No, this isnt’ a rumor or even a rumbling. It’s the wholesale invention — and a creative one — by Andrew Baggarly of the San Jose Mercury News: the Giants and the Cubs trade Barry Zito for Alfonso Soriano. The rationale: the Cubs pitching stinks and the Giants offense needs help, and since both guys are contractual millstones, why not?
Well, apart from the fact that (a) Zito wouldn’t help the Cubs’ pitching so much; and (b) Soriano wouldn’t help the Giants’ offense so much that it would be worth it to either general manager to simultaneously admit that they made such a giant mistake in those deals and to take such a big chance on a high profile deal which would only serve to underscore just how terrible those deals were in the first place.
And, yes, we all know how bad these deals were already, but there’s a difference between the public knowing something and the public being able to say “see, he admitted it!” There’s a politics to this kind of thing, and neither Brian Sabean nor Jim Hendry are likely to want to mess with it too much.
So yes, it’s a fun idea to kick around. But it’s the kind of thing that would never happen, like, ever.
According to FanRag Sports’ Jon Heyman, free agent reliever Joba Chamberlain has a deal with the Brewers. No confirmation or terms of the contract have been confirmed by the team yet.
Chamberlain, 31, had a promising resurgence in the Indians’ bullpen during 2016. He shaved his ERA down to a modest 2.25 mark over 20 innings with Cleveland, paired with an 8.1 SO/9 and less-than-stellar 5.0 BB/9 rate. Over a decade in the major leagues, the right-hander holds a career 3.81 ERA, 8.8 SO/9 and 3.7 BB/9 rate.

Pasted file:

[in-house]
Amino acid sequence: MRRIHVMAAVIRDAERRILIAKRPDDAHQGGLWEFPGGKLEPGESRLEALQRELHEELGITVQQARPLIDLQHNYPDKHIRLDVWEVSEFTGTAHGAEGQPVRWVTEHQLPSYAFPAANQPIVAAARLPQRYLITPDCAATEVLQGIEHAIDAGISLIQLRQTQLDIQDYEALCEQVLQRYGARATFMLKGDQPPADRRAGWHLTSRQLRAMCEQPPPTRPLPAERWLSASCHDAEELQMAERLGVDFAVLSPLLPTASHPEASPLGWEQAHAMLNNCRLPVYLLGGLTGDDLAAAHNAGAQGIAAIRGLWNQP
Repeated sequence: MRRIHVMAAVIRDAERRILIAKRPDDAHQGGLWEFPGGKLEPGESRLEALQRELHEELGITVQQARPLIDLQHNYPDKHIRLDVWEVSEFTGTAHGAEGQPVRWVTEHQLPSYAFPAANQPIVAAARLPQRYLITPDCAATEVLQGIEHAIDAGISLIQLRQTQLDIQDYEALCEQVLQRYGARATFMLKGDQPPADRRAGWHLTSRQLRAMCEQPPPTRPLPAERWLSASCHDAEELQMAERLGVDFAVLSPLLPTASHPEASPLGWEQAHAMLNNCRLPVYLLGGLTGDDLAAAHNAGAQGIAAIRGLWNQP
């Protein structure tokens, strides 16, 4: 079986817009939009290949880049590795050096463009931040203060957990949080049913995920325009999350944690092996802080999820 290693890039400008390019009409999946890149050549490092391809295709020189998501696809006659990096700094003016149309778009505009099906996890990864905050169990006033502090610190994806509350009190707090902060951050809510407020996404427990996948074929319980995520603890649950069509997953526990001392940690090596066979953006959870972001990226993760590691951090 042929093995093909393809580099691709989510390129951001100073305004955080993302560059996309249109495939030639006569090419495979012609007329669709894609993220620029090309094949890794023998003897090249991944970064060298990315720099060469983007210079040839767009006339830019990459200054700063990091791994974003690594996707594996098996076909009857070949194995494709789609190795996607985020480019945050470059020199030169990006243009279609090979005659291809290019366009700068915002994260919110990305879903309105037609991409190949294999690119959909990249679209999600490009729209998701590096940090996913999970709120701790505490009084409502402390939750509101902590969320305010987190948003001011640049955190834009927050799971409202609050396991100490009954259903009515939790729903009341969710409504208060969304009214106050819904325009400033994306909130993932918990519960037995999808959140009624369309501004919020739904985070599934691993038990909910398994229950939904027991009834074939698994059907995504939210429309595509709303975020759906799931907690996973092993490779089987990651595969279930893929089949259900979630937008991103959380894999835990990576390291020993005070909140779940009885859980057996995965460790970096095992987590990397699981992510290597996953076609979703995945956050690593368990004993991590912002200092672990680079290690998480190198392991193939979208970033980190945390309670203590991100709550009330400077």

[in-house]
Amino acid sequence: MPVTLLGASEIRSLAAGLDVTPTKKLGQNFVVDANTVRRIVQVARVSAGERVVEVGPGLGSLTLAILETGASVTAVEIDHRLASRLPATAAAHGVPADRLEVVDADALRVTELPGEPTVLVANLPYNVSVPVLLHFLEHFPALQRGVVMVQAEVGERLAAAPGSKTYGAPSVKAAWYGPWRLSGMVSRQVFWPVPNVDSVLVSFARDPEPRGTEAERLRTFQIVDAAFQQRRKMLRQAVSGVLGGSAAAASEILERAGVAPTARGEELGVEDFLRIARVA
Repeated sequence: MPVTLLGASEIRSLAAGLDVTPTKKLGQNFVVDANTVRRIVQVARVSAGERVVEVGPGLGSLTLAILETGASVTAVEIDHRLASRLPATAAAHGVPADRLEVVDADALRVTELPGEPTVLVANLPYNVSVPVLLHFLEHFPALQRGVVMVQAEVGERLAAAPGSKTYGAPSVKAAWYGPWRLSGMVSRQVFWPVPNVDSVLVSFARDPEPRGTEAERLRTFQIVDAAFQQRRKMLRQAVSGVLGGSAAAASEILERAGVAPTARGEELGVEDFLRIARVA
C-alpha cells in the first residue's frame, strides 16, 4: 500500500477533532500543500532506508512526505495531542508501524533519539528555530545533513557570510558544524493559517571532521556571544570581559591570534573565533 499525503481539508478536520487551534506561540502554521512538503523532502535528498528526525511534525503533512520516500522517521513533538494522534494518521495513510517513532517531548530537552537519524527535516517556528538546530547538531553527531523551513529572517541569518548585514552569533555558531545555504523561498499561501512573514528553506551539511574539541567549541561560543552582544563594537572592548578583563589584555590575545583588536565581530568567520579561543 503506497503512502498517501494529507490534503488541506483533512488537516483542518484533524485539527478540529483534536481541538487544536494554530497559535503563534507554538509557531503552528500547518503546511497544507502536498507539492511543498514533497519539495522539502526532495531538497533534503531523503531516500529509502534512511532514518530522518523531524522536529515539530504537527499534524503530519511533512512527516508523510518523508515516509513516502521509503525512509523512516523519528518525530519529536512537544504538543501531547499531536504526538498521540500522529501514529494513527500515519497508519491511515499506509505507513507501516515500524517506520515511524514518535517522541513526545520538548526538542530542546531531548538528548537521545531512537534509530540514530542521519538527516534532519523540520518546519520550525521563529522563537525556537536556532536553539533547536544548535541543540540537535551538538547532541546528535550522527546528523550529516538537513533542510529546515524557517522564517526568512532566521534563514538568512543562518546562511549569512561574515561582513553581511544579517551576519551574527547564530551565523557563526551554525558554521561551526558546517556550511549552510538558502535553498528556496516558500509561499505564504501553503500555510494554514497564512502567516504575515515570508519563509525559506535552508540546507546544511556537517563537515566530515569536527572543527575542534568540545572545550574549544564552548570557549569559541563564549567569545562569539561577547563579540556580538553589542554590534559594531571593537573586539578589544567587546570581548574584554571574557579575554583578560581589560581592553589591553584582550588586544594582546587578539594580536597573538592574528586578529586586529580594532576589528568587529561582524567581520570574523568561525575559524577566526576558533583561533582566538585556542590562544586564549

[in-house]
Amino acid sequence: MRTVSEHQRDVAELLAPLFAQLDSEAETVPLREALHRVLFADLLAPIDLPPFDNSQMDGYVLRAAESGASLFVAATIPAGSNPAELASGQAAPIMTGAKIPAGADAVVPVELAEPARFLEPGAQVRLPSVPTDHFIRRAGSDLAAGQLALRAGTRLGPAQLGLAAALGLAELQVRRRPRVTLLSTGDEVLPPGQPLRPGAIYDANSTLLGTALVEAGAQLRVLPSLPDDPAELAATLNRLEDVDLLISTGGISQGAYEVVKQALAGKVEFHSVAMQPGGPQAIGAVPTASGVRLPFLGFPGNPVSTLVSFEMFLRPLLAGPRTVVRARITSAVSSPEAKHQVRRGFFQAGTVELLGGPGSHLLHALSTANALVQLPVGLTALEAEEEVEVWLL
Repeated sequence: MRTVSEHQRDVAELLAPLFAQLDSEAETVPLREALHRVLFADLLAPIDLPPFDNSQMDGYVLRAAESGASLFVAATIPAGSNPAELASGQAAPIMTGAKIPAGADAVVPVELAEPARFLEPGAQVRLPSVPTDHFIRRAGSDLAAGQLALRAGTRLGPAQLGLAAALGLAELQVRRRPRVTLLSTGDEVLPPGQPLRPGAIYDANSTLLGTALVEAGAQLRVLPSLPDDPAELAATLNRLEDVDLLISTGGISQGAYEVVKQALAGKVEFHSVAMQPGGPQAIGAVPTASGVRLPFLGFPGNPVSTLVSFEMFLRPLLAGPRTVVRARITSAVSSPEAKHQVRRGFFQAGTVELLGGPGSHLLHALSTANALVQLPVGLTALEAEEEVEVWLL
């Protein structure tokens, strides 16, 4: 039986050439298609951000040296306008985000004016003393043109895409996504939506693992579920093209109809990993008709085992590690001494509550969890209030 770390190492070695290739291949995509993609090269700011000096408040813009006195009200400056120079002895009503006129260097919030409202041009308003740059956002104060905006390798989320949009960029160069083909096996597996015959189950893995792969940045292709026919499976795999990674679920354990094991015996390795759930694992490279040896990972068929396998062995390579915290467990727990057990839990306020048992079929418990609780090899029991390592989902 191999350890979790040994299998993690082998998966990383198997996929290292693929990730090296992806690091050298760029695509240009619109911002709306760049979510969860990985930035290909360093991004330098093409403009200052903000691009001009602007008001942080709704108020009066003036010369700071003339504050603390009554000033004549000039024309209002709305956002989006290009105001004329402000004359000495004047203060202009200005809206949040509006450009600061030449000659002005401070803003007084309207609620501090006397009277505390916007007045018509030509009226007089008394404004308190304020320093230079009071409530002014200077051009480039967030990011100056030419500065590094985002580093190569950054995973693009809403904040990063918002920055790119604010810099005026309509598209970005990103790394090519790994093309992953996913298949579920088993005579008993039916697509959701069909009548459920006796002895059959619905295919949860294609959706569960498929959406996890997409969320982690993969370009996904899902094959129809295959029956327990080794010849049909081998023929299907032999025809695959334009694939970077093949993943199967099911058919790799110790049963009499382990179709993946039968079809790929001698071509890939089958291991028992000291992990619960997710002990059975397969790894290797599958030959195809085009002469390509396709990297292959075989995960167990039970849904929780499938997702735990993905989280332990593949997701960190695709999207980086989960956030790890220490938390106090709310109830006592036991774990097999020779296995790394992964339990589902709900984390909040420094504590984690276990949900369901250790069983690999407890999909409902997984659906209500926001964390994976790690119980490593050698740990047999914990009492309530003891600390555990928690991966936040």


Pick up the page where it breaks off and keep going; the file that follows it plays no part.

The veteran righty was released by the Indians in July after refusing re-assignment. He’s expected to compete for a major league role this spring.
After letting rumors of the deal percolate for the last week, the Athletics officially announced their two-year, $11 million contract with right-hander Santiago Casilla on Friday (and threw a little bit of shade at the Giants, too). As previously reported, the contract includes an extra $3 million in performance bonuses.
Casilla, 36, got his major league start with Oakland back in 2004, racking up a 5.11 ERA and four saves over six seasons in the A’s bullpen. After picking up a minor league deal with the Giants in 2010, the righty flitted in and out of the closing role with varying degrees of success. Notwithstanding a slight downturn in his production rate during the 2016 season, he earned 123 saves and a 2.42 ERA during the past seven years in San Francisco. Securing another closing role might be a little tougher across the Bay, however, with a bullpen that includes fellow closers Ryan Madson, Ryan Dull and Sean Doolittle.